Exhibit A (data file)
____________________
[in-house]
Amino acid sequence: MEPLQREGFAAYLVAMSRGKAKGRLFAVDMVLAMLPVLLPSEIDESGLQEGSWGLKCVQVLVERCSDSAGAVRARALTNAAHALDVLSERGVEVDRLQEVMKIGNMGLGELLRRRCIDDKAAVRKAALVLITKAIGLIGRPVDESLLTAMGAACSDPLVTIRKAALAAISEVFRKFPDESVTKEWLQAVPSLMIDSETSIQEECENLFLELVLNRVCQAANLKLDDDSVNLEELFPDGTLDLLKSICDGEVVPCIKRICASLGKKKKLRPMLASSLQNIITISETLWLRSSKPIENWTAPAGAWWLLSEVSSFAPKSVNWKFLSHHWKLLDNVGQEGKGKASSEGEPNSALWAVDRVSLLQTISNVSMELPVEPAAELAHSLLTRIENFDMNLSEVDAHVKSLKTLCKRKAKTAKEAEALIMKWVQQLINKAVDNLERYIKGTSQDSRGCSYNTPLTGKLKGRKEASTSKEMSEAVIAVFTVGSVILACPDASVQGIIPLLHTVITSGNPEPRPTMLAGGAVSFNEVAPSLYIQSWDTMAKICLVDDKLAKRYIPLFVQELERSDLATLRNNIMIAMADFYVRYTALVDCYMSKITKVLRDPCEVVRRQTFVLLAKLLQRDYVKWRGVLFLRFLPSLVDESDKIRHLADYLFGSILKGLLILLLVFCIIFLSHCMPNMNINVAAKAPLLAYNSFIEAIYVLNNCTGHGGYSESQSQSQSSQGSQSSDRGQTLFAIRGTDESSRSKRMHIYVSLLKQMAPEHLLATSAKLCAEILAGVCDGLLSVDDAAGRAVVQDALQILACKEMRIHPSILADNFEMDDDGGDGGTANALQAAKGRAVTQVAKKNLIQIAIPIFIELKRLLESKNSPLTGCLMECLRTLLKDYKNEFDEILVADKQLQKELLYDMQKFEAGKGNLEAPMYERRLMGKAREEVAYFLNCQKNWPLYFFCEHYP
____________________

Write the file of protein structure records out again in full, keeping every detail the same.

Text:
[in-house]
Amino acid sequence: MEPLQREGFAAYLVAMSRGKAKGRLFAVDMVLAMLPVLLPSEIDESGLQEGSWGLKCVQVLVERCSDSAGAVRARALTNAAHALDVLSERGVEVDRLQEVMKIGNMGLGELLRRRCIDDKAAVRKAALVLITKAIGLIGRPVDESLLTAMGAACSDPLVTIRKAALAAISEVFRKFPDESVTKEWLQAVPSLMIDSETSIQEECENLFLELVLNRVCQAANLKLDDDSVNLEELFPDGTLDLLKSICDGEVVPCIKRICASLGKKKKLRPMLASSLQNIITISETLWLRSSKPIENWTAPAGAWWLLSEVSSFAPKSVNWKFLSHHWKLLDNVGQEGKGKASSEGEPNSALWAVDRVSLLQTISNVSMELPVEPAAELAHSLLTRIENFDMNLSEVDAHVKSLKTLCKRKAKTAKEAEALIMKWVQQLINKAVDNLERYIKGTSQDSRGCSYNTPLTGKLKGRKEASTSKEMSEAVIAVFTVGSVILACPDASVQGIIPLLHTVITSGNPEPRPTMLAGGAVSFNEVAPSLYIQSWDTMAKICLVDDKLAKRYIPLFVQELERSDLATLRNNIMIAMADFYVRYTALVDCYMSKITKVLRDPCEVVRRQTFVLLAKLLQRDYVKWRGVLFLRFLPSLVDESDKIRHLADYLFGSILKGLLILLLVFCIIFLSHCMPNMNINVAAKAPLLAYNSFIEAIYVLNNCTGHGGYSESQSQSQSSQGSQSSDRGQTLFAIRGTDESSRSKRMHIYVSLLKQMAPEHLLATSAKLCAEILAGVCDGLLSVDDAAGRAVVQDALQILACKEMRIHPSILADNFEMDDDGGDGGTANALQAAKGRAVTQVAKKNLIQIAIPIFIELKRLLESKNSPLTGCLMECLRTLLKDYKNEFDEILVADKQLQKELLYDMQKFEAGKGNLEAPMYERRLMGKAREEVAYFLNCQKNWPLYFFCEHYP